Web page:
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meet the big-serving Greek facing Emma Raducanu in the US Open semi-final

meet the big-serving Greek facing Emma Raducanu in the US Open semi-final


Maria Sakkari of Greece - Getty

Maria Sakkari of Greece – Getty

Emma Raducanu has taken the US Open by storm, winning eight matches without dropping a set and becoming the first ever qualifier to reach the semi-finals.

The 18-year-old has fast become a fan favourite in New York with her on-court composure and off-court charm, and tonight (early Friday morning UK) will play the most important match of her career.

Maria Sakkari, the world number 18, is standing in the way of a US Open final. The pair will meet under the lights at Flushing Meadows at about 8.15pm local time (1.15am Friday in the UK).

The 5’8” Greek has embarked on her own mighty run, beating Wimbledon winner Petra Kvitova, US Open winner Bianca Andreescu and world number four Karolina Pliskova on her way to the semi finals.


“I think I had one of the toughest draws,” she said on Wednesday night after her 6-4, 6-4 quarter-final win over Pliskova.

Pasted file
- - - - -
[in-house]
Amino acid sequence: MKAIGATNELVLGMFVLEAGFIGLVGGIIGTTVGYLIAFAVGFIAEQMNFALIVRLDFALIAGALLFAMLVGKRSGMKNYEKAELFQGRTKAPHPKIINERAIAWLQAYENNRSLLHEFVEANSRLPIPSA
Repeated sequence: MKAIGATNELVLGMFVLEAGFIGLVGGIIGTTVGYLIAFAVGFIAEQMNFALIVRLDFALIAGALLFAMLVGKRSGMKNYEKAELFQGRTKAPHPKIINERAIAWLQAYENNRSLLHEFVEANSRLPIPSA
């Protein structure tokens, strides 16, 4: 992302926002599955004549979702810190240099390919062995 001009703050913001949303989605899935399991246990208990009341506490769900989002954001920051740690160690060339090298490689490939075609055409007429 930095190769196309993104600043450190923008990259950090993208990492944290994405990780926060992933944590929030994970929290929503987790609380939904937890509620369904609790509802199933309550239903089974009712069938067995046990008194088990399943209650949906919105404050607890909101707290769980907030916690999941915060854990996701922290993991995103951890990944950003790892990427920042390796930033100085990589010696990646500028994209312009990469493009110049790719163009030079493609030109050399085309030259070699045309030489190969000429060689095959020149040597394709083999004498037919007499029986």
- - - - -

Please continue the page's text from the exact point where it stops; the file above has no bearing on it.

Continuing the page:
“I had to play really well to be here.

“That gives me a lot of confidence because I beat some very, very good players to reach the semifinals this time.”

Age and experience

Sakkari is the oldest of the final four women left in the tournament at 26, but laughed off any suggestions she is slowing up.

“I think I’m the best age of my career. I’m more mature than before,” she said on Wednesday night, relaxed, wearing leggings and flip flops in the press room after her match.


“I think every single player has a different timing of breaking through. Now it’s probably my time at the age of 26.

“I came late to the tour. I was not a good junior. I was not a star when I was 18 or 19 years old.

“I had to work and sacrifice a lot from my life. But it’s now paying off and I’m very happy that at the age of 26 I can actually achieve these results.”

She has proved it on the court.


Her match against Andreescu lasted three-and-a-half hours and didn’t finish until 2:13am on Tuesday morning. She showed no signs of fatigue as she swept away the higher-ranked, more experienced Pliskova the following day.

Greece's Maria Sakkari serves to Czech Republic's Katerina Siniakova during their 2021 US Open

Greece’s Maria Sakkari serves to Czech Republic’s Katerina Siniakova during their 2021 US Open


Inside the Arthur Ashe Stadium, Sakkari put on a serving masterclass to deny her Czech opponent any chance to gain any foothold.

Sakkari lost just two points on her first serve for the entire match (23 of 25).

She won 17 of 23 on her second serve.

During one stretch through the first set and early games of the second, Sakkari won 22 consecutive service points.


She didn’t face a single break point in the entire match.

“I trusted my serve but now I trust it even more,” she said afterwards.

Sakkari is one of the faster servers on the tour, with a top speed of 119mph this tournament, compared to Raducanu’s 110mph.